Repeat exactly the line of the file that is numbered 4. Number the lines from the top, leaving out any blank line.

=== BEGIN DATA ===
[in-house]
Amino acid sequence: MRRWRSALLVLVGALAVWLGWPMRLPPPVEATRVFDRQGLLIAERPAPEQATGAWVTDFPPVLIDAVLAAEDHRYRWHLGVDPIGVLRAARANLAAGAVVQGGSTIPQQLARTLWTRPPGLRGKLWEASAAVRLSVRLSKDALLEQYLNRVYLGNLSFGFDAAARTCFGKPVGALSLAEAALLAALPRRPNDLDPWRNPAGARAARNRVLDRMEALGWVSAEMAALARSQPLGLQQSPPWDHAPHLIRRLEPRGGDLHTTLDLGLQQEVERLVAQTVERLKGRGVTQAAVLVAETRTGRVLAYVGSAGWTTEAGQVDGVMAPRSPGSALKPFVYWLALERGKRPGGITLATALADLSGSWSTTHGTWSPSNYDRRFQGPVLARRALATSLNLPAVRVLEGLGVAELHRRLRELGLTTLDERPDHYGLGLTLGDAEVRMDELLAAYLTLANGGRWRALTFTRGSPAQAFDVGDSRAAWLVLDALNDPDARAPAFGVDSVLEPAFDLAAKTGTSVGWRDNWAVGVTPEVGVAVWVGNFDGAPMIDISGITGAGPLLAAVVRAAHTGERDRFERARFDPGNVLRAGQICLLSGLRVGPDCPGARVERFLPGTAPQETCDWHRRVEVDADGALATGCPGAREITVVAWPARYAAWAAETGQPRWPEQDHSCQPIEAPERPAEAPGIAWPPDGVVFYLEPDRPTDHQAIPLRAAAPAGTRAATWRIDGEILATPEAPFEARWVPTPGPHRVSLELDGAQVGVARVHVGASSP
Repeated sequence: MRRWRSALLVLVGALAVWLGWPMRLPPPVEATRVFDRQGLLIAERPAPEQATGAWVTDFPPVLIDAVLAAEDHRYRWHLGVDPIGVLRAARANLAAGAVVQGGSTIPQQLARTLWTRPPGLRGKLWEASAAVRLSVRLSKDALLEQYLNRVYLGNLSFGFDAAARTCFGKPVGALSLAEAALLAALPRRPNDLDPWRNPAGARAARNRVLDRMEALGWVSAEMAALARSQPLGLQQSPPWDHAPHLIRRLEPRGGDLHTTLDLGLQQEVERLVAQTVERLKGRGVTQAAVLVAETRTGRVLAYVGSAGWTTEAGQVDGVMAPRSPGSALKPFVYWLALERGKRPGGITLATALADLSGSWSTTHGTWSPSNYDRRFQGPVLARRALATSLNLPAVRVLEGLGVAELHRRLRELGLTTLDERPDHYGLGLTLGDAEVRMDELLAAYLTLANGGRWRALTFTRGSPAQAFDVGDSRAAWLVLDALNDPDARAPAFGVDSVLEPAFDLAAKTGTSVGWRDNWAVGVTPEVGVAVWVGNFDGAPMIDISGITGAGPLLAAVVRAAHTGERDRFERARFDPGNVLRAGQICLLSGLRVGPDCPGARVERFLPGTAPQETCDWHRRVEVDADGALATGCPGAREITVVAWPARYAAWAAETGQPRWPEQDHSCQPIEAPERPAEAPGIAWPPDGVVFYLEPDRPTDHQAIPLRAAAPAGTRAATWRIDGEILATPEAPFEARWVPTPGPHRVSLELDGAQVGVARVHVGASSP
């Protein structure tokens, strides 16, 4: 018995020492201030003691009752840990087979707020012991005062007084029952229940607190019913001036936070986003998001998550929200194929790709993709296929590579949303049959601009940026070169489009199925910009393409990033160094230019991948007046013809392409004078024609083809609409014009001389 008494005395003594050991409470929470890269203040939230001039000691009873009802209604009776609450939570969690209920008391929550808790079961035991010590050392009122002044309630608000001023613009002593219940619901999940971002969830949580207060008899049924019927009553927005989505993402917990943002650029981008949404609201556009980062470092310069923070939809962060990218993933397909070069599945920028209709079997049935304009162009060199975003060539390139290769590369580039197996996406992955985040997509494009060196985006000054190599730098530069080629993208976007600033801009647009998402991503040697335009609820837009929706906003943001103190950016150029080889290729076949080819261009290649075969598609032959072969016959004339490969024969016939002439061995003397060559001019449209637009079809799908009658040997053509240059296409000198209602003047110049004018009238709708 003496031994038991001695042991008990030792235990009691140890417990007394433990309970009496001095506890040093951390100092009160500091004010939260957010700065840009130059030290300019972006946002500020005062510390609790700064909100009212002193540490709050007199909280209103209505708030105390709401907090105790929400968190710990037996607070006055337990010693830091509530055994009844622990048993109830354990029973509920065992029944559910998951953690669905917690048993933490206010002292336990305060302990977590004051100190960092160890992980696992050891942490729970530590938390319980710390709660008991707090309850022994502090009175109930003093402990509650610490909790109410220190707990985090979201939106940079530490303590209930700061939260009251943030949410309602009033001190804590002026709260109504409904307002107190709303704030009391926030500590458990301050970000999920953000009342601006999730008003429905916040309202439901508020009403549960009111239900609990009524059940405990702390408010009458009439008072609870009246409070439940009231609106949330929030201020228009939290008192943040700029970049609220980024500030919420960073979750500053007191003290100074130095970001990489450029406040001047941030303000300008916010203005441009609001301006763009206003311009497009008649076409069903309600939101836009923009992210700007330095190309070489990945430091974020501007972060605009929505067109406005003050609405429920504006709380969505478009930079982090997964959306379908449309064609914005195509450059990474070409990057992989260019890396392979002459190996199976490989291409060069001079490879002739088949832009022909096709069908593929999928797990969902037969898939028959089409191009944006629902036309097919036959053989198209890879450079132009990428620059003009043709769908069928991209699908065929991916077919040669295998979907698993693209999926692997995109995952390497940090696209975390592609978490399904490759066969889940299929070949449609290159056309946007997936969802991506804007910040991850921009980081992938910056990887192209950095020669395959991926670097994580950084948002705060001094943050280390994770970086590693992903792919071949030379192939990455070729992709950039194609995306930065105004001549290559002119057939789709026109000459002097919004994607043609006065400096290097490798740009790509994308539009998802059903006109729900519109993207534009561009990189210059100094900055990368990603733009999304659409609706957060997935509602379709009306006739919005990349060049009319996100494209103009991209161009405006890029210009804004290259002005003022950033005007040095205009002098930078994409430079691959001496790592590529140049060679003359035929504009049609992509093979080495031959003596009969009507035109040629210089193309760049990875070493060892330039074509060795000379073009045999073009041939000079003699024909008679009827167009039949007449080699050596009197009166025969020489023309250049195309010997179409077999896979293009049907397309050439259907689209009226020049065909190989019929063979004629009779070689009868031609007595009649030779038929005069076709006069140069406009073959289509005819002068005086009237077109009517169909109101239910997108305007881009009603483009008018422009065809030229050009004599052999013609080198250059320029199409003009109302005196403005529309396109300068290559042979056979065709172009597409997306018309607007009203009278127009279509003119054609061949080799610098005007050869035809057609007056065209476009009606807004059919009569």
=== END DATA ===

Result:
């Protein structure tokens, strides 16, 4: 018995020492201030003691009752840990087979707020012991005062007084029952229940607190019913001036936070986003998001998550929200194929790709993709296929590579949303049959601009940026070169489009199925910009393409990033160094230019991948007046013809392409004078024609083809609409014009001389 008494005395003594050991409470929470890269203040939230001039000691009873009802209604009776609450939570969690209920008391929550808790079961035991010590050392009122002044309630608000001023613009002593219940619901999940971002969830949580207060008899049924019927009553927005989505993402917990943002650029981008949404609201556009980062470092310069923070939809962060990218993933397909070069599945920028209709079997049935304009162009060199975003060539390139290769590369580039197996996406992955985040997509494009060196985006000054190599730098530069080629993208976007600033801009647009998402991503040697335009609820837009929706906003943001103190950016150029080889290729076949080819261009290649075969598609032959072969016959004339490969024969016939002439061995003397060559001019449209637009079809799908009658040997053509240059296409000198209602003047110049004018009238709708 003496031994038991001695042991008990030792235990009691140890417990007394433990309970009496001095506890040093951390100092009160500091004010939260957010700065840009130059030290300019972006946002500020005062510390609790700064909100009212002193540490709050007199909280209103209505708030105390709401907090105790929400968190710990037996607070006055337990010693830091509530055994009844622990048993109830354990029973509920065992029944559910998951953690669905917690048993933490206010002292336990305060302990977590004051100190960092160890992980696992050891942490729970530590938390319980710390709660008991707090309850022994502090009175109930003093402990509650610490909790109410220190707990985090979201939106940079530490303590209930700061939260009251943030949410309602009033001190804590002026709260109504409904307002107190709303704030009391926030500590458990301050970000999920953000009342601006999730008003429905916040309202439901508020009403549960009111239900609990009524059940405990702390408010009458009439008072609870009246409070439940009231609106949330929030201020228009939290008192943040700029970049609220980024500030919420960073979750500053007191003290100074130095970001990489450029406040001047941030303000300008916010203005441009609001301006763009206003311009497009008649076409069903309600939101836009923009992210700007330095190309070489990945430091974020501007972060605009929505067109406005003050609405429920504006709380969505478009930079982090997964959306379908449309064609914005195509450059990474070409990057992989260019890396392979002459190996199976490989291409060069001079490879002739088949832009022909096709069908593929999928797990969902037969898939028959089409191009944006629902036309097919036959053989198209890879450079132009990428620059003009043709769908069928991209699908065929991916077919040669295998979907698993693209999926692997995109995952390497940090696209975390592609978490399904490759066969889940299929070949449609290159056309946007997936969802991506804007910040991850921009980081992938910056990887192209950095020669395959991926670097994580950084948002705060001094943050280390994770970086590693992903792919071949030379192939990455070729992709950039194609995306930065105004001549290559002119057939789709026109000459002097919004994607043609006065400096290097490798740009790509994308539009998802059903006109729900519109993207534009561009990189210059100094900055990368990603733009999304659409609706957060997935509602379709009306006739919005990349060049009319996100494209103009991209161009405006890029210009804004290259002005003022950033005007040095205009002098930078994409430079691959001496790592590529140049060679003359035929504009049609992509093979080495031959003596009969009507035109040629210089193309760049990875070493060892330039074509060795000379073009045999073009041939000079003699024909008679009827167009039949007449080699050596009197009166025969020489023309250049195309010997179409077999896979293009049907397309050439259907689209009226020049065909190989019929063979004629009779070689009868031609007595009649030779038929005069076709006069140069406009073959289509005819002068005086009237077109009517169909109101239910997108305007881009009603483009008018422009065809030229050009004599052999013609080198250059320029199409003009109302005196403005529309396109300068290559042979056979065709172009597409997306018309607007009203009278127009279509003119054609061949080799610098005007050869035809057609007056065209476009009606807004059919009569």